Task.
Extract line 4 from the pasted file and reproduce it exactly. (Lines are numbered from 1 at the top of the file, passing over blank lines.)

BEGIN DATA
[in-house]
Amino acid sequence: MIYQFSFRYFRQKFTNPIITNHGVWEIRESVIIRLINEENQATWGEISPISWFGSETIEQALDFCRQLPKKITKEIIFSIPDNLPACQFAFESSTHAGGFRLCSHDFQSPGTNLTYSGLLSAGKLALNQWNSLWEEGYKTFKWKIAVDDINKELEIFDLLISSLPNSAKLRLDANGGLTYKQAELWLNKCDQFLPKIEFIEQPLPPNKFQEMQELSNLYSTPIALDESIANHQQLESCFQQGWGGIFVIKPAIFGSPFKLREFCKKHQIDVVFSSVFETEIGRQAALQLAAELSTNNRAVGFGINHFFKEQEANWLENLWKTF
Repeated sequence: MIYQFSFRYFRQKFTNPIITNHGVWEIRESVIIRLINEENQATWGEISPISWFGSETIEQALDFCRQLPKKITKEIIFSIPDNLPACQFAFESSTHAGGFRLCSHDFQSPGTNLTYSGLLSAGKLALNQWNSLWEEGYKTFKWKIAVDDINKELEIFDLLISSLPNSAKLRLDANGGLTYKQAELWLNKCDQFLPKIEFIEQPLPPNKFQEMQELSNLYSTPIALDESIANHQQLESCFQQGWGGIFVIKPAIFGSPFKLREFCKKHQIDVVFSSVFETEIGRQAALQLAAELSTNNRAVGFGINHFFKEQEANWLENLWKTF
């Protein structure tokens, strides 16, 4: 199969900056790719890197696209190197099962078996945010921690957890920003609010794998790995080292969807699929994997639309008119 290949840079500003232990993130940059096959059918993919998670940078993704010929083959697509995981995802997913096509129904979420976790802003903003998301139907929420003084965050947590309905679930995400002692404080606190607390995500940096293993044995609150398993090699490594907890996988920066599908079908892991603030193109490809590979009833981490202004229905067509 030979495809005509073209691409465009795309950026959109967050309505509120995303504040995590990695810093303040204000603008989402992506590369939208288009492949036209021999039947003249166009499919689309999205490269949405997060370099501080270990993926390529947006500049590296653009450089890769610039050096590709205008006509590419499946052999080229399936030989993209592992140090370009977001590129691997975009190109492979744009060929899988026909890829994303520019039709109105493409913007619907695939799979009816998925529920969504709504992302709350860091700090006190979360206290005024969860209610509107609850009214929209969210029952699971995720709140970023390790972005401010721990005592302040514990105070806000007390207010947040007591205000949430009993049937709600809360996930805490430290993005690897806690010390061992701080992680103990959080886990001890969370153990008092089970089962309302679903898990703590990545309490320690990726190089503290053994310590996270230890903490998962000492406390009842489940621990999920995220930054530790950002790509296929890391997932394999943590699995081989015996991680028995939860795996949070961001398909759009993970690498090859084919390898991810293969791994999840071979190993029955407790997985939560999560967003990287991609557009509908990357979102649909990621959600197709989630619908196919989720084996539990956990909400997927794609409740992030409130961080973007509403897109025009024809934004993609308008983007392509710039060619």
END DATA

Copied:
């Protein structure tokens, strides 16, 4: 199969900056790719890197696209190197099962078996945010921690957890920003609010794998790995080292969807699929994997639309008119 290949840079500003232990993130940059096959059918993919998670940078993704010929083959697509995981995802997913096509129904979420976790802003903003998301139907929420003084965050947590309905679930995400002692404080606190607390995500940096293993044995609150398993090699490594907890996988920066599908079908892991603030193109490809590979009833981490202004229905067509 030979495809005509073209691409465009795309950026959109967050309505509120995303504040995590990695810093303040204000603008989402992506590369939208288009492949036209021999039947003249166009499919689309999205490269949405997060370099501080270990993926390529947006500049590296653009450089890769610039050096590709205008006509590419499946052999080229399936030989993209592992140090370009977001590129691997975009190109492979744009060929899988026909890829994303520019039709109105493409913007619907695939799979009816998925529920969504709504992302709350860091700090006190979360206290005024969860209610509107609850009214929209969210029952699971995720709140970023390790972005401010721990005592302040514990105070806000007390207010947040007591205000949430009993049937709600809360996930805490430290993005690897806690010390061992701080992680103990959080886990001890969370153990008092089970089962309302679903898990703590990545309490320690990726190089503290053994310590996270230890903490998962000492406390009842489940621990999920995220930054530790950002790509296929890391997932394999943590699995081989015996991680028995939860795996949070961001398909759009993970690498090859084919390898991810293969791994999840071979190993029955407790997985939560999560967003990287991609557009509908990357979102649909990621959600197709989630619908196919989720084996539990956990909400997927794609409740992030409130961080973007509403897109025009024809934004993609308008983007392509710039060619």